Is It Time To Offload IT Gateway Security To A Cloud?

Managing the security risks that multiply with technologies like Web 2.0 comes at a time when Gartner estimates that less than 30 percent of organizations have devised or implemented effective malware-fighting strategies.

July 1, 2009

4 Min Read
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In 2008, Gartner research reported that 16,000,000 unique pieces of malware were cycling over the Internet. The Gartner estimate for 2009 was that the malware population would double. The report came at a time when Web 2.0 collaboration was (and is) allowing many different people to blog on  social networks and even highly trusted Websites, so that neither the Websites/social networks nor the companies whose employees access these Websites or social networks know for sure if the source  of information is safe.

Managing the security risks that multiply with technologies like Web 2.0 comes at a time when Gartner estimates that less than 30 percent of organizations have devised or implemented effective malware-fighting strategies.

"The impact of Web 2.0 on malware control is significant because browsers are now becoming much more complicated and powerful," said Peter Firstbrook, Secure Business Enablement Research Director for Gartner. "There are all kinds of browser plug-ins like Flash and Adobe. On top of this, there has been a shift to more content services like Twitter and wikis. There are so many more channels for people to link into data, and you can't always rely on a host domain to ensure that malware isn't being passed to your corporate networks."

A case in point is May 21, 2009, when Gartner reported that 500,000 Websites were infected with malware in a single day, including 75 percent of Websites that enterprises would normally consider to be reputable. "It is clear that the traditional "blacklist" environment, where you simply block certain URLs  and AV (anti-virus) signatures, can't keep up with this  kind of activity," said Firstbrook.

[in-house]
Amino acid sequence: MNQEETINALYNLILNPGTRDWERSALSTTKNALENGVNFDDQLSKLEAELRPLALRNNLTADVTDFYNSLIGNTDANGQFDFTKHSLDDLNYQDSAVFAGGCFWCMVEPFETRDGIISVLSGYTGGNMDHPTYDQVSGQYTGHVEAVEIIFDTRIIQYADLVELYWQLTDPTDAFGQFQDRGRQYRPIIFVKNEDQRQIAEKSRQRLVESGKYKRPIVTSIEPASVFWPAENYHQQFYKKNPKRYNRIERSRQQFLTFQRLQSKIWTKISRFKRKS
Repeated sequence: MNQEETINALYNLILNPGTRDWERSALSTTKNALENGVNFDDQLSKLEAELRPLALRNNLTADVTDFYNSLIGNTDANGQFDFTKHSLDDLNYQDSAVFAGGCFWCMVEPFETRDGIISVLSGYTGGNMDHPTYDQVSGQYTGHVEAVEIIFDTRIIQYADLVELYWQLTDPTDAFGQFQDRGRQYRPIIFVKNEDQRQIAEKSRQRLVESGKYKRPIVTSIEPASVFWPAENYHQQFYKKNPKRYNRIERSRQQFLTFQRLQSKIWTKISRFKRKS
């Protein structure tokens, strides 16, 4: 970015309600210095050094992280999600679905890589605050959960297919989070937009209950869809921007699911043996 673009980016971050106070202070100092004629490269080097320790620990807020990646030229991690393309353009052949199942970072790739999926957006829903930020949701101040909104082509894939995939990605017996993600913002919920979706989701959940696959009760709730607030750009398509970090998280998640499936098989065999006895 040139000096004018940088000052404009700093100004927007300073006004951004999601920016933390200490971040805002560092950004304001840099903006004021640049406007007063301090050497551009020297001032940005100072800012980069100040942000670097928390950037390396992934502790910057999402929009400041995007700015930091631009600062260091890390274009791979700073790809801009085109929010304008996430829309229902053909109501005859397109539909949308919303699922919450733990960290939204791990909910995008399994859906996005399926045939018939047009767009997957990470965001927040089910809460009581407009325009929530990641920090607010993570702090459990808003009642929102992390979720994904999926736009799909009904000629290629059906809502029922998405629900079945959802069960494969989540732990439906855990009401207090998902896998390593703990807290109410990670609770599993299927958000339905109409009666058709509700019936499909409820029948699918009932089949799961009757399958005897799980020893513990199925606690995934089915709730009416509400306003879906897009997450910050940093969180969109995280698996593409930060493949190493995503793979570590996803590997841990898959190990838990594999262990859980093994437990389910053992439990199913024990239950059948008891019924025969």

At the other end of the spectrum are organizations that go so far with their security measures that their workforces can no longer access Websites that are relevant to their daily work. "We have three dedicated proxy servers for URL filtering," said Bart Louwagie, Director of IT for Ulster-Greene ARC, which provides programs for individuals with disabilities and has 35 distributed locations.  "Because we deal with health insurance, we were also having to backhaul Web-based communications through a VPN (virtual private network)."Unhappy with the upkeep of URL site monitoring and blocking--and aware of  user dissatisfaction with the inability to access  legitimate Websites that had been blocked, Ulster-Greene  made the decision to turn to a cloud-based  solution that offloaded the security responsibility for malware to  Zscaler,  a SaaS (software as a service) provider.  "The move to cloud security gave us integrated, comprehensive functionality with consolidated, real-time reporting. It reduced IT overhead, delivered greater satisfaction to our business users, and improved response time for our remote sites, since traffic backhauling was eliminated," said Louwagie. "It was easy to answer management questions, such as a concern about an employee's online behavior. Most importantly, the move to the cloud allowed us to refocus our resources to the strategic values of IT in our business."   

Zscaler's approach to Web security protection is focused on the gateway, not the server. "We looked at what people were doing with proxy architecture with Web 1.0 and the throughput requirements weren't that high," said Manoj Apte,  Zscaler Vice President of Product Management. "Our idea was to take Web security to the Cloud instead of to a box deployed for an enterprise. This gave us many more opportunities to tune the product. There was no longer any need for onsite logging, or for a user interface, because the application was no longer standalone. All you really need is a policy manager and the ability to scan and log. We run all our work in RAM (random access memory), and never touch a hard drive. This gives us up to a 1000x performance improvement over standard enterprise logging facilities."

The improvement in speed is important because a large organization can accumulate 100 gigabytes of logs per day. "These are a lot of logs to store, and using system logs is a wasteful way of storing these," said Apte. "With indexing and compression we can reduce these logs so that a normal transaction proxy log, which is in the range of 500 bytes long, is ten bytes. We can reduce a URL log of 170 bytes to four bytes."

Enterprises that have jumped on the SaaS security concept are still considered early adapters, but as the growing malware risk combines with green data center initiatives, the idea of being able to eliminate proxy servers, reduce IT malware patrol time and offload security protection to specialists is more inviting. "There are five primary functions that malware security must address: URL filtering, malicious code filtering, Web 2.0 application control, data loss prevention and effective reporting," said Gartner's Firstbrook. "A SaaS approach offers proactive security that is scalable and easy to deploy. It's one of the reasons why we're predicting that 25 percent of the enterprise security gateway market will be using SaaS by 2012."

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